Society for Neuroscience Chicago 2015 Motoneuron Excitability SCI and Plasticity
Identifying descending propriospinal influence on lumbosacral motor neuron excitability after spinal cord injury: Effects of ulnar nerve stimulation on MMR amplitude in leg muscles
Abstract: Ongoing studies of the effects of spinal cord epidural stimulation in human spinal cord injury (SCI) suggest the presence of descending neural influence which cannot be detected using current methods of SCI evaluation1. Electrophysiological assessments of descending pathways, such as the long propriospinal pathways, provide an alternative technique for assessing residual descending influence on motor neuron excitability below the level of lesion. The present study was designed to determine whether descending influence on lumbosacral motor neuron excitability could be detected via the effects of ulnar nerve stimulation on multi-segmental muscle responses (MMRs) of leg muscles. MMRs were evoked in 14 spinal cord injured participants (3 AIS As, 4 Bs, 4 Cs, and 3Ds) by transcutaneous electrical stimulation over the lumbosacral enlargement while lying in supine. MMRs were recorded via surface electrodes in bilateral rectus femoris, vastus lateralis, medial hamstrings, tibialis anterior, gastrocnemius, soleus, and adductor hallucis brevis muscles. MMRs were conditioned by non-noxious electrical stimulation of the ulnar nerve at a range of condition-test intervals (40-300ms). A functional neurophysiological assessment (FNPA)3 of volitional muscle activation and the International Society for Neurological Classification of Spinal Cord Injury (ISNCSCI) exam2 were also performed to assess volitional supraspinal drive to muscles below the level of injury. Conditioning stimulation delivered to the ulnar nerve resulted in facilitation of MMR amplitudes in at least one muscle group in 10/14 participants, with all muscles being facilitated in 3 participants. The condition-test intervals which most frequently and distinctly caused facilitation ranged from 90-140 ms. MMR modulation revealed descending influence on motor neuron pools below the level of SCI, which was not detectable during voluntary muscle activation attempts (assessed by FNPA and ISNCSCI exam) in 5 participants; MMR modulation was always seen in individuals (n=6) who demonstrated volitional activation of leg muscle(s). This method of assessing descending propriospinal influence on lumbosacral motor neuron excitability allows quantification of pathway-specific contributions to spinal excitability in multiple bilateral leg muscles, which are not detected by other methods. Results of this study, in conjunction with ongoing experiments involving reticulospinal, vestibulospinal, and corticospinal pathway modulation of MMRs, may aid in understanding the neurophysiology mediating voluntary movement observed in the presence of epidural stimulation after human SCI.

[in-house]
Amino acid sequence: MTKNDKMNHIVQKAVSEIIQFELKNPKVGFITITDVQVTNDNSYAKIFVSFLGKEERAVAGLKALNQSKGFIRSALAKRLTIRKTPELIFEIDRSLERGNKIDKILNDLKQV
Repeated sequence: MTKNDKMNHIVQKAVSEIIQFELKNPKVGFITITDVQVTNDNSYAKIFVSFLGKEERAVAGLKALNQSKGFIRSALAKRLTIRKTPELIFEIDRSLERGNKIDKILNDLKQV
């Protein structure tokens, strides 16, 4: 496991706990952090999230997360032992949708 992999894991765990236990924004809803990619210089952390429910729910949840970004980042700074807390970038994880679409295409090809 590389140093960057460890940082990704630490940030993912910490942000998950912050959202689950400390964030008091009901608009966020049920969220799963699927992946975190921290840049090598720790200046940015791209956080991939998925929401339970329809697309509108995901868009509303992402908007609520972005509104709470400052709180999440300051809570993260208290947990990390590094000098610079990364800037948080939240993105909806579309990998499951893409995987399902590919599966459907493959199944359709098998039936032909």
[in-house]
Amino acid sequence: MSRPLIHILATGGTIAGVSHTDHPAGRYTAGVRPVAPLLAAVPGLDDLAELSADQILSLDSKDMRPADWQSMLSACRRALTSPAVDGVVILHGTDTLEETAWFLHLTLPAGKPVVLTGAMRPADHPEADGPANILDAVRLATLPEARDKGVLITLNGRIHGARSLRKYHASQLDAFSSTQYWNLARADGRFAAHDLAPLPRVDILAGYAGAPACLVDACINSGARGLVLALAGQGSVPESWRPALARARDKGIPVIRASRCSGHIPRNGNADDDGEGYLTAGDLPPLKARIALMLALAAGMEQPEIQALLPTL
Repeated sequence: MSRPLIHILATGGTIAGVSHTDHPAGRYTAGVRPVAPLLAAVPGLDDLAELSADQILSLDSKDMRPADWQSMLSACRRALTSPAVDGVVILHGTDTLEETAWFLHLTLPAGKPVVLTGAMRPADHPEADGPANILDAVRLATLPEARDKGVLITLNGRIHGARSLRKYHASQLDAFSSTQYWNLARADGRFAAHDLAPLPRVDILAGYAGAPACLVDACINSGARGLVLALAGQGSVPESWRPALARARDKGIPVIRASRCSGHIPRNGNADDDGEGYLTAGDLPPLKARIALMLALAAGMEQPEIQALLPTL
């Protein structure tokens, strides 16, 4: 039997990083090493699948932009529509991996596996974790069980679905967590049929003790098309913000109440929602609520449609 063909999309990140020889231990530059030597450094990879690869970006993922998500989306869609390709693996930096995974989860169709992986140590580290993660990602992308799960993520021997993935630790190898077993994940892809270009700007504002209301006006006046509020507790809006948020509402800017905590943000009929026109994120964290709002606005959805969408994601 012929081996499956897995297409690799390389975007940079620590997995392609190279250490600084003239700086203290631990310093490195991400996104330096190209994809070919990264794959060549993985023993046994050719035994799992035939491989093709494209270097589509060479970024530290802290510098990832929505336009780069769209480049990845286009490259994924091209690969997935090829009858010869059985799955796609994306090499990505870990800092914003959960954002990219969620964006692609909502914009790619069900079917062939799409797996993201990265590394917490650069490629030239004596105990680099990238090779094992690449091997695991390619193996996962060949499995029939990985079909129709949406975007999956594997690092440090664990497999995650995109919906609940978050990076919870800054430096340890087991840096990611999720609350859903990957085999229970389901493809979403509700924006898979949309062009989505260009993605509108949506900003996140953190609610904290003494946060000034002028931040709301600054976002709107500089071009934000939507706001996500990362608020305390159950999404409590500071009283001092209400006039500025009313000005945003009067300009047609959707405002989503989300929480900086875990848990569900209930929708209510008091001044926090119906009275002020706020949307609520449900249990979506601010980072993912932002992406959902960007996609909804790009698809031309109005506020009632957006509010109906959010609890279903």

Disclosures: D.A. Atkinson: None. D.G. Sayenko: None. A. Mink: None. K. Gurley: None. V. Smith: None. Y.P. Gerasimenko: None. S.J. Harkema: None.
Support: Frazier Rehab Institute and Kentucky One Health Kentucky Spinal Cord & Head Injury Research Trust Grant no. 11-7 National Institute of General Medical Sciences Grant 8 P30 GM-103507 Helmsley Foundation Grant #2011PG-MED011 Commonwealth of Kentucky Challenge of Excellence Trust Fund Owsley Brown Frazier Chair in Neurological Rehabilitation Endowment Russian Foundation for Basic Research Grant 13-04-12030 ofi-m
Authors: *D. A. ATKINSON1,4, D. G. SAYENKO5, A. MINK2,4, K. GURLEY6, V. SMITH3, Y. P. GERASIMENKO5,7, S. J. HARKEMA3,4; 1Dept. of Anatom. Sci. and Neurobio., 2Dept. of Physiol. and Biophysics, 3Dept. of Neurosurg., Univ. of Louisville, Louisville, KY; 4Neurosci. Collaborative Ctr., Frazier Rehab Inst., Louisville, KY; 5Dept. of Integrative Biol. and Physiol., UCLA, Los Angeles, CA; 6Louisianna State UniversityHealth Sci. Ctr., New Orleans, LA; 7Pavlov Inst. of Physiol., St. Petersburg, Russian Federation